Paul Behan is the Article 114 Rep for Commercial Space integration.
Background: Historically, space launch and reentry operations in the NAS occurred infrequently and were segregated from other operations by containing them within special activity airspace (SAA). These launch and reentry operations were conducted almost exclusively by federal agencies, originated from coastal sites, and air traffic was routed around the SAA to ensure public safety. Given their infrequency and high national priority there was little incentive to make these complex operations more efficient concerning their effects on NAS efficiency and capacity. NASA and the DoD are no longer the only participants in space launch and reentry operations, there are numerous private companies now launching government and commercial missions into space, and there are dozens of newly licensed inland launch sites. As the commercial space transportation industry evolves and becomes more prevalent in the NAS, the FAA must ensure regulatory compliance, create policies & procedures, and develop automation and decision support tools for ATC to fully integrate commercial space operations rather than segregate.
The COVID-19 pandemic has resulted in the cancellation of all travel not deemed mission-critical. As such all of my regularly scheduled meetings have been modified to occur via electronic means such as Skype, GoTo Meeting, Zoom, etc. Site meetings at spaceports/airports/facilities have all been postponed until the pandemic concludes.
The Space Data Integrator (SDI) build 1 development is ongoing. A follow-on Safety-Risk Mitigation Panel convened on April 28, 20, & 30th. The panel did not identify any risks that would prevent moving forward with the deployment of SDI in August 2020. It is unclear if COVID-19 will delay the implementation.
The Acceptable Level of Risk (ALR) implementation team meets every 2 weeks. ALR procedures development for non-radar airspace has resumed. FAA Mission Support – Procedures (AJV-P) authored a White Paper which outlines a plan for the creation of hazard volumes in ATOP and procedures for traversing those hazard volumes. In collaboration with JT Lenhart, NATCA’s National ATOP representative and representatives from the FAA’s ATOP workgroup, significant issues were identified. The ATOP team invited me to participate in a series of meetings in which we compiled comments to submit to AJV-P and the ALR implementation team which outline our concerns. It is expected that we will discuss these comments at the next regularly scheduled ALR implementation team meeting.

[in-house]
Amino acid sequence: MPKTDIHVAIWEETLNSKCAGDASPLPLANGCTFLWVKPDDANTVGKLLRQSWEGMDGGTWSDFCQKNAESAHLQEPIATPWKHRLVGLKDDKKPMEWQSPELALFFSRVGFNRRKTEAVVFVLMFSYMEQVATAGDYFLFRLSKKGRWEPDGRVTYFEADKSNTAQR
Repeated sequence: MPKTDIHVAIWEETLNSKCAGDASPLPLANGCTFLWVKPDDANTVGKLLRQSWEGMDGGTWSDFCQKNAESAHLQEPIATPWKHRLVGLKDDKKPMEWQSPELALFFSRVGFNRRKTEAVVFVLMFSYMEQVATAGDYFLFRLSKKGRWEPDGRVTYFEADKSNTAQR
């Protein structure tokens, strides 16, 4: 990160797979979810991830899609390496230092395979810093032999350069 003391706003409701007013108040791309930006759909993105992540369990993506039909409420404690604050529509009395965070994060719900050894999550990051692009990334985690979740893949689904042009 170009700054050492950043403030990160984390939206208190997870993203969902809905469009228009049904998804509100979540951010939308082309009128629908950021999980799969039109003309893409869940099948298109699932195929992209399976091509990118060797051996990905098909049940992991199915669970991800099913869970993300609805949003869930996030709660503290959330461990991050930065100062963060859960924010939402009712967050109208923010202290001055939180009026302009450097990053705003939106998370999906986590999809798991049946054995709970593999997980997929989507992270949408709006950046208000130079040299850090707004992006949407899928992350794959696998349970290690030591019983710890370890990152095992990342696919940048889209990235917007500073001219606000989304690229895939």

The Commercial Space Leadership Team (CSLT) is a Director level workgroup chaired by Duane Freer (AJV-11). In their May meeting, they authorized the creation of an ALR review group, which will revisit assumptions used in the creation of ALR for domestic airspace. It is believed that many assumptions were significantly overinflated, and since we now possess data from numerous recent launches, ALR can be refined to reduce the size and impact of hazard areas and rework or eliminate several current methods contained in the procedure. I will be a participant in this workgroup on behalf of NATCA.
The Dynamic Launch-Reentry Windows (DLRW) workgroup meets weekly. MITRE has been tasked by AJR with engaging launch and reentry operators in a series of telcons regarding their internal launch processes and procedures to ascertain common practices that may lead to more efficient “dynamic” use of launch window times and activation/release of associated airspace. This month we identified that any data collection for recent/upcoming launches will be unusable in calculating increase/decrease of NAS efficiency due to the sharp decline in NAS traffic during reduced flight schedules caused by COVID-19. The team will continue to meet and examine other facets not disrupted by the pandemic.
The Joint Space Operations Group (JSpOG) is a collaboration of System Operations and AST and meets biweekly. Normal agenda items are SDI status updates, LOA status updates, past, and upcoming launch/reentry mission briefings. Next week, the SpaceX DM-2 mission is scheduled to launch from Cape Canaveral Air Force Station. This launch will be high-profile as it will be the United States’ first attempt at sending humans into space from American soil since the retirement of the Space Shuttle program in 2011. The FAA’s Office of Communications (AOC) asked me and several of my Agency counterparts to participate in interviews discussing the work we do to support space launch and reentry mission in the NAS. It is expected they will use those videos for public relations and social media before the launch.
Upcoming and recurring meetings:
- Weekly Mission Support Strategy (AJV-S) meetings
- Weekly TBLP/DLRW meetings
- Weekly A114 rep meetings
- Weekly Space Data Integrator (SDI) meetings
- Bi-weekly Acceptable Level of Risk (ALR) meetings
- Bi-weekly Joint Space Operations Group (JSpOG) meetings
- Bi-weekly Space Strategic Action Plan meetings
- Quarterly Technical Interchange Meetings (TIM’s)
- LOA development meetings – ongoing
- Training development – ongoing
- Facility/site visits – as needed